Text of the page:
The FDA has given its seal of approval to a drug that can cut the risk of HIV infection by three quarters.
Truvada - emtricitabine/tenofovir disoproxil fumarate - is already used as a treatment for HIV, but has now been shown to have a preventative effect too.
It can be used, together with safer sex, to lower peoples' chances of becoming infected with HIV when exposed to the virus. It's not a silver bullet, and will only be given alongside a training and education program.
"Today’s approval marks an important milestone in our fight against HIV," says FDA commissioner Dr Margaret A Hamburg.
"Every year, about 50,000 US adults and adolescents are diagnosed with HIV infection, despite the availability of prevention methods and strategies to educate, test, and care for people living with the disease. New treatments as well as prevention methods are needed to fight the HIV epidemic in this country."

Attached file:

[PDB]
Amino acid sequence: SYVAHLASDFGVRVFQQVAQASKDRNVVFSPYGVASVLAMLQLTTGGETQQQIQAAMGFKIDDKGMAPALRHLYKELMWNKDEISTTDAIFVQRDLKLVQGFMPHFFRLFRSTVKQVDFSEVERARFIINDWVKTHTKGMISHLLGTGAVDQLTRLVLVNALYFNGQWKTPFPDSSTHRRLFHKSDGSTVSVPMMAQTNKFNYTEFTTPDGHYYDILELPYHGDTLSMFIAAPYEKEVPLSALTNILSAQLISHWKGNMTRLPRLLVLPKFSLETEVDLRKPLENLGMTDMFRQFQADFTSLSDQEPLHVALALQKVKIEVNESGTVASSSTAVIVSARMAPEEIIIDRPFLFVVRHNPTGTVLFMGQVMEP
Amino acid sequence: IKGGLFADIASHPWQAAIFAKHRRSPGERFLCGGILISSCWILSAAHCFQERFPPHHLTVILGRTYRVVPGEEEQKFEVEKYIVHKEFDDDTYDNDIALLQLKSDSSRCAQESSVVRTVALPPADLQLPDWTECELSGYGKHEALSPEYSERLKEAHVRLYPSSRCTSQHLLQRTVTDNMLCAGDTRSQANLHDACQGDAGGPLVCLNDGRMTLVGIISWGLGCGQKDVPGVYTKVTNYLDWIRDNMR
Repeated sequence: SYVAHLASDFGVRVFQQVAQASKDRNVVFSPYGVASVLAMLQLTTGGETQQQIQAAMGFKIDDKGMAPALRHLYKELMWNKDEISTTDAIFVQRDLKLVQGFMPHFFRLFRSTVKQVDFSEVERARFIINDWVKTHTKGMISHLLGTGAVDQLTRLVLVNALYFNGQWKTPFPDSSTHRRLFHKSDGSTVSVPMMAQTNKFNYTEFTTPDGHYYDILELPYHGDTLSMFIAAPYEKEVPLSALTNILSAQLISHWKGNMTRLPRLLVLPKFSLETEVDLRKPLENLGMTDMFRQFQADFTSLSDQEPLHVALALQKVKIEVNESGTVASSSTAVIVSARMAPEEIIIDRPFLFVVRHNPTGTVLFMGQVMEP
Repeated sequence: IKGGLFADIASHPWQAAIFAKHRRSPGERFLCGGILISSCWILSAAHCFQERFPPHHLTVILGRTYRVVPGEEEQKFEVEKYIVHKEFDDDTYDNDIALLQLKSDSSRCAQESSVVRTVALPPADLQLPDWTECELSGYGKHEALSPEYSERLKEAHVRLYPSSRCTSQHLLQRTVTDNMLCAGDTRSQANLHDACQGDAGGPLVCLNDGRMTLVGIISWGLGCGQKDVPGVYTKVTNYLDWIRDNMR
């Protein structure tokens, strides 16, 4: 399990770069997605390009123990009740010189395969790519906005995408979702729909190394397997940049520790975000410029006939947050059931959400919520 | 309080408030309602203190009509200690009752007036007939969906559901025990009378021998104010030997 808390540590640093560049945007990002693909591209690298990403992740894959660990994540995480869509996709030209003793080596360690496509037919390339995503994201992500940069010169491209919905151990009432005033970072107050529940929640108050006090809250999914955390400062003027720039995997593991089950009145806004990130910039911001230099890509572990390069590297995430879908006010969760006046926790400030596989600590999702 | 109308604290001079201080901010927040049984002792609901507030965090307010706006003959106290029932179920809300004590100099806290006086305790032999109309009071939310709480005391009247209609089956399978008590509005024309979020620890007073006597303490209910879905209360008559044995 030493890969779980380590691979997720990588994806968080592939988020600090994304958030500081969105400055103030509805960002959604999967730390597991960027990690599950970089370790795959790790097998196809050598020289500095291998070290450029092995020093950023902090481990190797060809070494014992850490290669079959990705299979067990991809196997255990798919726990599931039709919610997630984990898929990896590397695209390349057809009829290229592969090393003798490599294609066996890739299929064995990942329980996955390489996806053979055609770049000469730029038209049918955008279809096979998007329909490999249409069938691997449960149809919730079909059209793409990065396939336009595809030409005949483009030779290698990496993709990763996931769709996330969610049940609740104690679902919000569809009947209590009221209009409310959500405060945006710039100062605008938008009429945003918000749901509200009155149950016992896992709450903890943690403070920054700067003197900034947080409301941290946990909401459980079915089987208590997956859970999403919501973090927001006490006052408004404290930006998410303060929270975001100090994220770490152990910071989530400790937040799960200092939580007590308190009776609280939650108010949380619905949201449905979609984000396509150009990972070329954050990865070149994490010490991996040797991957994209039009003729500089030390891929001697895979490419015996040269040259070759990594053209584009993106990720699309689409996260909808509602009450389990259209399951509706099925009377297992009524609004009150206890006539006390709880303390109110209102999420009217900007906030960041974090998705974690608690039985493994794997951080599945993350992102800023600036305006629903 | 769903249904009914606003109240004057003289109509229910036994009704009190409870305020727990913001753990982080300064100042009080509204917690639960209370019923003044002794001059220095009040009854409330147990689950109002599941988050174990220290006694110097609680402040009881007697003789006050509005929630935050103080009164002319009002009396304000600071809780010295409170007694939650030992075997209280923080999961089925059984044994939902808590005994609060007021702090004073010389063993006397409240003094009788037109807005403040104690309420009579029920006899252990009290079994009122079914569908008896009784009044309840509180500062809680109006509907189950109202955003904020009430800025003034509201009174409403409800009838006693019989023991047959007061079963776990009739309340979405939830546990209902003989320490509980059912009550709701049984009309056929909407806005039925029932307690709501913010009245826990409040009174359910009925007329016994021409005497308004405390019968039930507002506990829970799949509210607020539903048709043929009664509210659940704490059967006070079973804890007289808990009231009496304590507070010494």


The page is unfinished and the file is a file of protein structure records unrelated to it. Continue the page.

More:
Truvada was tested on 2,499 HIV-negative men or transgender women who have sex with men, all of whom showed evidence of high risk behavior for HIV infection: inconsistent or no condom use during sex with a partner who might be infected, for example, a high number of sex partners or prostitution.
The results showed Truvada cut the risk of HIV infection by 42 percent.
And it was even more effective in heterosexual couples where one partner was HIV-infected and the other was not, reducing the risk of infection by 75 percent.
The FDA's ordered Truvada’s manufacturer, Gilead Sciences, to collect viral isolates from anyone who acquires HIV while taking Truvada and to check them for resistance to the drug. It's also required to examine the effects on any women that become pregnant.
There is one obvious danger with the drug - quite apart from its $13,900-per-year price tag. There's a danger that taking it could make people blase about taking safe-sex precautions.
But it's the nearest thing yet to a vaccine against HIV, which currently affects as many as 1.2 million Americans, many of whom have partners at risk of the disease.
"This approval is a major milestone in our 30-year fight against AIDS," says Robert M Grant of the Gladstone Institute of Virology and Immunology, lead investigator of the clinical trial.
"The use of [pre-exposure prophylaxis] alongside routine HIV testing gives us a tremendous opportunity to reduce the rate of new HIV infections in this country and around the world."